He is the protector of deceased children, including miscarried, aborted or stillborn infants. In Japanese folklore, Jizo hides the children in his robes to protect them from demons and guide them to salvation.

Anyone who has been affected by the death of a baby is invited to join an international ‘Wave of Light’ on Monday, 15th October, as part of Pregnancy and Infant Loss Awareness Day. The event encourages people all over the world to light a candle at around 7pm and leave it burning for at least one hour, either at home as a private moment of remembrance, or as part of a group or an event, to remember all the babies who have died during pregnancy, during labour or after birth. Wave of Light concludes Baby Loss Awareness Week, which takes place from 9th -15th October.

Friday, October 12, 2012

Bereaved mums mutually helping each other.

When I wrote my book, and joined the Sands, I had the motivation of using my own heart wrenching experience as an older Sands mum to help newbie Sands mums. Besides, it was a therapeutic journey for myself.

I used Facebook to communicate and help other mums who didn't have the eloquence to write what they want to write.  Little did I know, today, during the time of Baby Loss Awareness Week, and the period when Andrew was dying in the hospital, I would be comforted by a newbie bereaved mum.

I had posted here excerpts of my book that while I sat in the hospital for 55 days, all I did was sit and look at Andrew, and help hold the nasal feeder while the nurse poured the milk into the syringe.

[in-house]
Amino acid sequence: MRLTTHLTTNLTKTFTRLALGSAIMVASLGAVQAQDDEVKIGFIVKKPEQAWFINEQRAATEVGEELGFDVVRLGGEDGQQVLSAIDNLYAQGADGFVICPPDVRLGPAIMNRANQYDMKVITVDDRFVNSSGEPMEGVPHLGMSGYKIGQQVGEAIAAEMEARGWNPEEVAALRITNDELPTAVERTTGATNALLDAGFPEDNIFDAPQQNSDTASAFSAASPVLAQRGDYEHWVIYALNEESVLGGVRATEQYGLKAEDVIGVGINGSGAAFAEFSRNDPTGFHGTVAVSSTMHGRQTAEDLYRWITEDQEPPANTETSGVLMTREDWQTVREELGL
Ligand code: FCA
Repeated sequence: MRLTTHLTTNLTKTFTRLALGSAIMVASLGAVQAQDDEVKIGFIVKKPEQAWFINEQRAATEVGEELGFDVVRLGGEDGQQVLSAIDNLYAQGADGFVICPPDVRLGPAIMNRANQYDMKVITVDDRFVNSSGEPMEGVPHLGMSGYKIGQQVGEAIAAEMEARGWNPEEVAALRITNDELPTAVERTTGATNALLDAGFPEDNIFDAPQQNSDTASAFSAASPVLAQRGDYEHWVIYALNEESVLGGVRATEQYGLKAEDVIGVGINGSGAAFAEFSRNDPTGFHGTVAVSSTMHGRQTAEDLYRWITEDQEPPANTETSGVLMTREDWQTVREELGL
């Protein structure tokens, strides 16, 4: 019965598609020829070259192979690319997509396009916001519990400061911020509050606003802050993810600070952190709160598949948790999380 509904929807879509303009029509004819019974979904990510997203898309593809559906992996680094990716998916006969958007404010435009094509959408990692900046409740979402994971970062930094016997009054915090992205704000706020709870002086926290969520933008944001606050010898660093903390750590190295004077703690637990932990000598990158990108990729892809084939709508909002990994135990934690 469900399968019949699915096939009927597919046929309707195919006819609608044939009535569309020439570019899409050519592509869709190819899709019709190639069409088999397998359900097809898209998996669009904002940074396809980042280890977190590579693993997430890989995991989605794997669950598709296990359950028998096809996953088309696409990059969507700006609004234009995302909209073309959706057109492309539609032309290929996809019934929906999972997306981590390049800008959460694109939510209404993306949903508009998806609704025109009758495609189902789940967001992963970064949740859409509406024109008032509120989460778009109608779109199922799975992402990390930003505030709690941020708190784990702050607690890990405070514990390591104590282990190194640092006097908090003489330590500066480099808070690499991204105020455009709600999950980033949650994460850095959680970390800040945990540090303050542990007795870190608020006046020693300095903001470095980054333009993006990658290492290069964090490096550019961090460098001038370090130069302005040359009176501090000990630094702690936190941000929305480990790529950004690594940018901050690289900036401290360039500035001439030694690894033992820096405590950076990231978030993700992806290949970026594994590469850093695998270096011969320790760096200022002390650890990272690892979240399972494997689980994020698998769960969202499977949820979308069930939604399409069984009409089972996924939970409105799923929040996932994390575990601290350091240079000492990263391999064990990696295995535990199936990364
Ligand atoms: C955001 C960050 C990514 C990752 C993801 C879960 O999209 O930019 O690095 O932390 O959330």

I had been questioning myself what was I doing just sitting there. I did not bath him, I did not change him. I was just there, sitting there being a redundant piece of furniture. 

Then one day, I was bullied into, " What are you doing here? You give your baby a bath." I can still remember her face, the relief nurse. " I will help you." But when I bath Andrew, she wasn't there to help. 

Catastrophe  happened, Andrew died for half a day, and then he rose again. This was the worst that can happen to anyone. I had murdered him, perhaps I dunked him in the bath and tried to drown him.

Since then, I told myself, it was better being a redundant piece of furniture than being a murderer.

After Andrew died, I did not dress him or bath him. It was usually the last thing a mum could do for her dead child.  I left it on the pretext that he was going for his autopsy. I didn't even buy him his burial clothes. 

The doctor told us the hospital would give him a white gown, and treat him with respect. I asked Olwyn to ask Daphne to let him have the lemon woollen knitted jacket that the other terminal baby L had pass me down.

I am on Facebook everyday, and on one of those quotes  I just read was as we move on, we leave behind things that don't matter to us, and pick up new things that make us happy. I have picked up Sands Manukau. I have not met Sarah, but she is like an old friend.

Sarah does incredible things. She goes to meet newly bereaved parents and helps prepare their angels. Had Sarah been around 23 years ago, and had Andrew not have an autopsy, Sarah would be there to help me do what I couldn't do.